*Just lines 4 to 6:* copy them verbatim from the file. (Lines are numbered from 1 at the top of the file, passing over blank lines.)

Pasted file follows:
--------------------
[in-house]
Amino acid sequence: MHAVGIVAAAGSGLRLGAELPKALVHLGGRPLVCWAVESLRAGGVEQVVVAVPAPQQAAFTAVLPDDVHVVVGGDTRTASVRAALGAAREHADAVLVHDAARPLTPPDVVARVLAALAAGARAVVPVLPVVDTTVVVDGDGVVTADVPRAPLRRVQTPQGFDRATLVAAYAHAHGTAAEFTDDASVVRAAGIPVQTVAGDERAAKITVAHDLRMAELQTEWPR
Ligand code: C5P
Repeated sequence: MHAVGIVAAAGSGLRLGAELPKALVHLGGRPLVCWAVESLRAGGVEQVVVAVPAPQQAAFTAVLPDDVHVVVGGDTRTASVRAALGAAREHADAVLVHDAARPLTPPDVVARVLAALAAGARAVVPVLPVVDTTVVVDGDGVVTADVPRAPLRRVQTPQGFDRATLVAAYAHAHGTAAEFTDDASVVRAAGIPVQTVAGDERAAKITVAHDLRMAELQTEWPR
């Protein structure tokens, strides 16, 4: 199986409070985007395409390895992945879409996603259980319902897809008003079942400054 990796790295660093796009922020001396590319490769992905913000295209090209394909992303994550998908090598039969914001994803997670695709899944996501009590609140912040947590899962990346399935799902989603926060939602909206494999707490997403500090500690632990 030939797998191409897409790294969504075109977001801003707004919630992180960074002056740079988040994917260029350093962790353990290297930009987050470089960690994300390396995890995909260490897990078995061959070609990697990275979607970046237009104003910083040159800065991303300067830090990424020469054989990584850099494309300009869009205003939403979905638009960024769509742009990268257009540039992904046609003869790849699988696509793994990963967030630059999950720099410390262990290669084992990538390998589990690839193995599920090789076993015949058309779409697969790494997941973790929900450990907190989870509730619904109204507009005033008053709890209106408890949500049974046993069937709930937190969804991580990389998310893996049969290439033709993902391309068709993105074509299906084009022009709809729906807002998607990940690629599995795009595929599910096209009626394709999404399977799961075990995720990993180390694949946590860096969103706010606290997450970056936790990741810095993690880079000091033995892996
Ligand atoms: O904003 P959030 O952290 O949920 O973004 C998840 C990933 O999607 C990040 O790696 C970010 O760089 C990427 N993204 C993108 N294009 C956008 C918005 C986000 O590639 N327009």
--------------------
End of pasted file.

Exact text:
Repeated sequence: MHAVGIVAAAGSGLRLGAELPKALVHLGGRPLVCWAVESLRAGGVEQVVVAVPAPQQAAFTAVLPDDVHVVVGGDTRTASVRAALGAAREHADAVLVHDAARPLTPPDVVARVLAALAAGARAVVPVLPVVDTTVVVDGDGVVTADVPRAPLRRVQTPQGFDRATLVAAYAHAHGTAAEFTDDASVVRAAGIPVQTVAGDERAAKITVAHDLRMAELQTEWPR
């Protein structure tokens, strides 16, 4: 199986409070985007395409390895992945879409996603259980319902897809008003079942400054 990796790295660093796009922020001396590319490769992905913000295209090209394909992303994550998908090598039969914001994803997670695709899944996501009590609140912040947590899962990346399935799902989603926060939602909206494999707490997403500090500690632990 030939797998191409897409790294969504075109977001801003707004919630992180960074002056740079988040994917260029350093962790353990290297930009987050470089960690994300390396995890995909260490897990078995061959070609990697990275979607970046237009104003910083040159800065991303300067830090990424020469054989990584850099494309300009869009205003939403979905638009960024769509742009990268257009540039992904046609003869790849699988696509793994990963967030630059999950720099410390262990290669084992990538390998589990690839193995599920090789076993015949058309779409697969790494997941973790929900450990907190989870509730619904109204507009005033008053709890209106408890949500049974046993069937709930937190969804991580990389998310893996049969290439033709993902391309068709993105074509299906084009022009709809729906807002998607990940690629599995795009595929599910096209009626394709999404399977799961075990995720990993180390694949946590860096969103706010606290997450970056936790990741810095993690880079000091033995892996
Ligand atoms: O904003 P959030 O952290 O949920 O973004 C998840 C990933 O999607 C990040 O790696 C970010 O760089 C990427 N993204 C993108 N294009 C956008 C918005 C986000 O590639 N327009």